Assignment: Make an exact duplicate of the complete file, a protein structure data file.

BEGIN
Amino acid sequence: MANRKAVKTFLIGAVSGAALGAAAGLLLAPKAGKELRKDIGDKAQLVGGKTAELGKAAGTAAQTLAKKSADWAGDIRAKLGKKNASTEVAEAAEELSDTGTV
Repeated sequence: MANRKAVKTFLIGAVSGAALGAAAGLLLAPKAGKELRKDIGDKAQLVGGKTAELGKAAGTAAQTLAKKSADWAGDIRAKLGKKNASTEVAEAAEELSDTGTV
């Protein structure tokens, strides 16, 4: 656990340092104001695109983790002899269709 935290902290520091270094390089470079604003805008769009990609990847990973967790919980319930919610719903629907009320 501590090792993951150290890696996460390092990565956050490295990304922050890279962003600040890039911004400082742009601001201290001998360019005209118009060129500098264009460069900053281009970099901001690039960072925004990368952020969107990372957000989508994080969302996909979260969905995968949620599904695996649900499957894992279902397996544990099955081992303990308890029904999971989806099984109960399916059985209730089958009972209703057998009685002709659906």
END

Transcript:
Amino acid sequence: MANRKAVKTFLIGAVSGAALGAAAGLLLAPKAGKELRKDIGDKAQLVGGKTAELGKAAGTAAQTLAKKSADWAGDIRAKLGKKNASTEVAEAAEELSDTGTV
Repeated sequence: MANRKAVKTFLIGAVSGAALGAAAGLLLAPKAGKELRKDIGDKAQLVGGKTAELGKAAGTAAQTLAKKSADWAGDIRAKLGKKNASTEVAEAAEELSDTGTV
């Protein structure tokens, strides 16, 4: 656990340092104001695109983790002899269709 935290902290520091270094390089470079604003805008769009990609990847990973967790919980319930919610719903629907009320 501590090792993951150290890696996460390092990565956050490295990304922050890279962003600040890039911004400082742009601001201290001998360019005209118009060129500098264009460069900053281009970099901001690039960072925004990368952020969107990372957000989508994080969302996909979260969905995968949620599904695996649900499957894992279902397996544990099955081992303990308890029904999971989806099984109960399916059985209730089958009972209703057998009685002709659906």